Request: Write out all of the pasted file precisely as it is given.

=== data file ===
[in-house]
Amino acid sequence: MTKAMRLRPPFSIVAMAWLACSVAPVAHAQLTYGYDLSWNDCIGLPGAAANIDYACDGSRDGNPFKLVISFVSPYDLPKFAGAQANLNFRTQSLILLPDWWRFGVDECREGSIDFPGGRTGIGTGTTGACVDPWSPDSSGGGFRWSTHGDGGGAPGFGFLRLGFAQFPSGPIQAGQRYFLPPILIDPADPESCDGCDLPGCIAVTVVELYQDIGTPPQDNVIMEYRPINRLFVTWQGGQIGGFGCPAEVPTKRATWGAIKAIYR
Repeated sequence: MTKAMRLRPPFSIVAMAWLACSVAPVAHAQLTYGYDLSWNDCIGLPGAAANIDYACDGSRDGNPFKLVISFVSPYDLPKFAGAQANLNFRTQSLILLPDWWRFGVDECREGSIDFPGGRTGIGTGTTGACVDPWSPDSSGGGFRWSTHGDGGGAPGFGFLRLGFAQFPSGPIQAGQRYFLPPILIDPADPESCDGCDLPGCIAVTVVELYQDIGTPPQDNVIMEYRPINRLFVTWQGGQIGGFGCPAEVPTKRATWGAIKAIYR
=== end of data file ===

[in-house]
Amino acid sequence: MTKAMRLRPPFSIVAMAWLACSVAPVAHAQLTYGYDLSWNDCIGLPGAAANIDYACDGSRDGNPFKLVISFVSPYDLPKFAGAQANLNFRTQSLILLPDWWRFGVDECREGSIDFPGGRTGIGTGTTGACVDPWSPDSSGGGFRWSTHGDGGGAPGFGFLRLGFAQFPSGPIQAGQRYFLPPILIDPADPESCDGCDLPGCIAVTVVELYQDIGTPPQDNVIMEYRPINRLFVTWQGGQIGGFGCPAEVPTKRATWGAIKAIYR
Repeated sequence: MTKAMRLRPPFSIVAMAWLACSVAPVAHAQLTYGYDLSWNDCIGLPGAAANIDYACDGSRDGNPFKLVISFVSPYDLPKFAGAQANLNFRTQSLILLPDWWRFGVDECREGSIDFPGGRTGIGTGTTGACVDPWSPDSSGGGFRWSTHGDGGGAPGFGFLRLGFAQFPSGPIQAGQRYFLPPILIDPADPESCDGCDLPGCIAVTVVELYQDIGTPPQDNVIMEYRPINRLFVTWQGGQIGGFGCPAEVPTKRATWGAIKAIYR